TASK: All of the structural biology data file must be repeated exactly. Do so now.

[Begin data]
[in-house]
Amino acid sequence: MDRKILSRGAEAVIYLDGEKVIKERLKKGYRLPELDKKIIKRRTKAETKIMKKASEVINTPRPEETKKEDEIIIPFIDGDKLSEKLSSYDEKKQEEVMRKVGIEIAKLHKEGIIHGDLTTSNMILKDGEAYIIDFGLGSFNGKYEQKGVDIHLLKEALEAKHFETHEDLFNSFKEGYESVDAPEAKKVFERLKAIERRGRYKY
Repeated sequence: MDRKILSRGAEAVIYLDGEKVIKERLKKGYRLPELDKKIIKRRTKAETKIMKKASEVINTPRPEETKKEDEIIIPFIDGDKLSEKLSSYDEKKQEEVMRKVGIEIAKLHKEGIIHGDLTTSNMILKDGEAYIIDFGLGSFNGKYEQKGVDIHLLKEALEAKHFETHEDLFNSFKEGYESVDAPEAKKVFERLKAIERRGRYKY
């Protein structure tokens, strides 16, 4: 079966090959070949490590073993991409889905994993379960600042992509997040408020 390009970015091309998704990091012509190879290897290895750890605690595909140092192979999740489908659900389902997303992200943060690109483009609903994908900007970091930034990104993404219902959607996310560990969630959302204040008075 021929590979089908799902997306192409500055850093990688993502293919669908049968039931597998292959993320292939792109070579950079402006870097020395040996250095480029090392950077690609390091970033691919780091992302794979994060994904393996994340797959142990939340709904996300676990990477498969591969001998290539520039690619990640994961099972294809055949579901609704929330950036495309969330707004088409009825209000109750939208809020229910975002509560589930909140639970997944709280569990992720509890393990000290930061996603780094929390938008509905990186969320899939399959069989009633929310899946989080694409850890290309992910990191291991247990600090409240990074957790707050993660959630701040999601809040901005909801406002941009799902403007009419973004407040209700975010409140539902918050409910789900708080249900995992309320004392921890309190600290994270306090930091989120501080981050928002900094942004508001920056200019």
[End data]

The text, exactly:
[in-house]
Amino acid sequence: MDRKILSRGAEAVIYLDGEKVIKERLKKGYRLPELDKKIIKRRTKAETKIMKKASEVINTPRPEETKKEDEIIIPFIDGDKLSEKLSSYDEKKQEEVMRKVGIEIAKLHKEGIIHGDLTTSNMILKDGEAYIIDFGLGSFNGKYEQKGVDIHLLKEALEAKHFETHEDLFNSFKEGYESVDAPEAKKVFERLKAIERRGRYKY
Repeated sequence: MDRKILSRGAEAVIYLDGEKVIKERLKKGYRLPELDKKIIKRRTKAETKIMKKASEVINTPRPEETKKEDEIIIPFIDGDKLSEKLSSYDEKKQEEVMRKVGIEIAKLHKEGIIHGDLTTSNMILKDGEAYIIDFGLGSFNGKYEQKGVDIHLLKEALEAKHFETHEDLFNSFKEGYESVDAPEAKKVFERLKAIERRGRYKY
């Protein structure tokens, strides 16, 4: 079966090959070949490590073993991409889905994993379960600042992509997040408020 390009970015091309998704990091012509190879290897290895750890605690595909140092192979999740489908659900389902997303992200943060690109483009609903994908900007970091930034990104993404219902959607996310560990969630959302204040008075 021929590979089908799902997306192409500055850093990688993502293919669908049968039931597998292959993320292939792109070579950079402006870097020395040996250095480029090392950077690609390091970033691919780091992302794979994060994904393996994340797959142990939340709904996300676990990477498969591969001998290539520039690619990640994961099972294809055949579901609704929330950036495309969330707004088409009825209000109750939208809020229910975002509560589930909140639970997944709280569990992720509890393990000290930061996603780094929390938008509905990186969320899939399959069989009633929310899946989080694409850890290309992910990191291991247990600090409240990074957790707050993660959630701040999601809040901005909801406002941009799902403007009419973004407040209700975010409140539902918050409910789900708080249900995992309320004392921890309190600290994270306090930091989120501080981050928002900094942004508001920056200019």